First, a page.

The Photo Finish

“Smile for the camera at the finish.”

I can’t count the number of times that have I seen that phrase on a race application or heard those words at a race? Nor can I tell you the number of my finish line photos that I don’t even recognize as being mine. I clearly recall looking at one marathon photo wondering who the old lady was in the picture; I was 27 at the time. Now, thanks to modern technology, race pics can quickly be deleted with one click of the mouse – not forgotten, but moved to the recycle bin (and, as if I ever want to see them again in any size or format).

This year, my race pictures have been, well, words really can’t describe them. At the end of one 10K, my greying hair suddenly turned white. If any of my students saw the facial expression at the end of a recent 5K run, they would never return to class, fearing that I would become the real teacher from the black lagoon. No matter how I run, my finish line pictures are, without a doubt, horrible.

This spring, at a 5K race in Toronto, my 8 year old decided to try out his new camera and took pictures of me running. The 2 side views and 1 back are awesome. You can barely see my face (if at all), my stride is strong and my muscles are ripped. Why hasn’t any “real” photographer tried these angles? Number 1’s pics were so good that he is now my official race photographer and, of course, he is under direct orders to only take pictures from the side or the back.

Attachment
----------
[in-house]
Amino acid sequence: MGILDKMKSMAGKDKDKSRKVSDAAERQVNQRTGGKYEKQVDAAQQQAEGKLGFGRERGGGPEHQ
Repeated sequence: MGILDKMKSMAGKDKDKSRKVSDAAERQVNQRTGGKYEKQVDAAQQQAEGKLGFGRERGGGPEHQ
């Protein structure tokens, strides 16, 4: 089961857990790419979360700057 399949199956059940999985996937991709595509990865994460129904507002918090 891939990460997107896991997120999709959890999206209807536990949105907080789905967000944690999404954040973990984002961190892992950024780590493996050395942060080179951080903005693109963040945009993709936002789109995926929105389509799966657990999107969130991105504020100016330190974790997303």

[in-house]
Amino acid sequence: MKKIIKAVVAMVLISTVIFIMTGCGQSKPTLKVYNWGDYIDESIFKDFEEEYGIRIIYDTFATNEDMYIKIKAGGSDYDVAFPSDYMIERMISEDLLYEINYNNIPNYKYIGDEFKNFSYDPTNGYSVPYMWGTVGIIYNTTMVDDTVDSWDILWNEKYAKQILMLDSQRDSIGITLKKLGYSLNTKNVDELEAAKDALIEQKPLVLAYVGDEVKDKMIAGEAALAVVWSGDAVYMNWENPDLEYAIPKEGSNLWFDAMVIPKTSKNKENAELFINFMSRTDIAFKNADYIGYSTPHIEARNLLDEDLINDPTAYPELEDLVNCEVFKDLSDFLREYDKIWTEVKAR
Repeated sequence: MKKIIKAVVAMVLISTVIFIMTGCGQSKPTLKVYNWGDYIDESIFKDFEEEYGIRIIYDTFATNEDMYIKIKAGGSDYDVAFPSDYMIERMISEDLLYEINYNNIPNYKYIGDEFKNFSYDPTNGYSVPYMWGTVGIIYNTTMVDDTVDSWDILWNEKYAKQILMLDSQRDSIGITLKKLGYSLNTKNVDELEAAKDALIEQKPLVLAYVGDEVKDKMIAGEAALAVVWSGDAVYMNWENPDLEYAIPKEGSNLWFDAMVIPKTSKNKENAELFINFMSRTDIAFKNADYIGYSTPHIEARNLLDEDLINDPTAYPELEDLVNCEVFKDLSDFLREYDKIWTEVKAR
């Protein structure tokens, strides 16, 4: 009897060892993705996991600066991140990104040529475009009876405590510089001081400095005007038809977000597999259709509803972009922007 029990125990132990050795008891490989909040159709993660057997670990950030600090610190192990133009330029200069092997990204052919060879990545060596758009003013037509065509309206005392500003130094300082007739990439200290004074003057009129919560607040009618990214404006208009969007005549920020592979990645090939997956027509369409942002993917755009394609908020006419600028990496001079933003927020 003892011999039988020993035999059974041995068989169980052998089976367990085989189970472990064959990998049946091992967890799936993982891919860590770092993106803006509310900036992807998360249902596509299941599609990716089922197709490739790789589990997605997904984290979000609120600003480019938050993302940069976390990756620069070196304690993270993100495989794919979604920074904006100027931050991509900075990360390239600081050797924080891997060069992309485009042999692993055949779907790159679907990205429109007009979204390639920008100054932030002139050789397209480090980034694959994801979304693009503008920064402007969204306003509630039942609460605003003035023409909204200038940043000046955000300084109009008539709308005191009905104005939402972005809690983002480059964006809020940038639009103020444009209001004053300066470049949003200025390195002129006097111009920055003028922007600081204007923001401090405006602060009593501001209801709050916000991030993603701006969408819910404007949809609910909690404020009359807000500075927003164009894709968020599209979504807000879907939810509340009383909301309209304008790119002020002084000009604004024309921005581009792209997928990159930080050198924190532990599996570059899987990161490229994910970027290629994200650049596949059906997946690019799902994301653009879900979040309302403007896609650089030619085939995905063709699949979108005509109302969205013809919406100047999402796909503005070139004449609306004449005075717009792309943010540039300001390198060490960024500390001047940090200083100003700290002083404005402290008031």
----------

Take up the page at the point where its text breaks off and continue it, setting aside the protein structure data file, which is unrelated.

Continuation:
So the question I have is how do the elites do it? How do they muster up that energy to smile at the finish line. Here, for example, is Lisa Bentley, Canada’s Iron woman champ. She swam, biked and ran and she still has the strength to raise her arms over her head to smile at the crowd and the cameras. Me? I can barely find the strength to crack a smile. And they say it takes fewer muscles to smile than to frown.

Well, this month with 3 races lined up, I’m set to go – and this has nothing to do with my training. On Thursday, I had my teeth cleaned at the dentist; today, I had colour added to my hair; I’ve already decided what to wear at each event. All I need now is for someone to tell me to smile.

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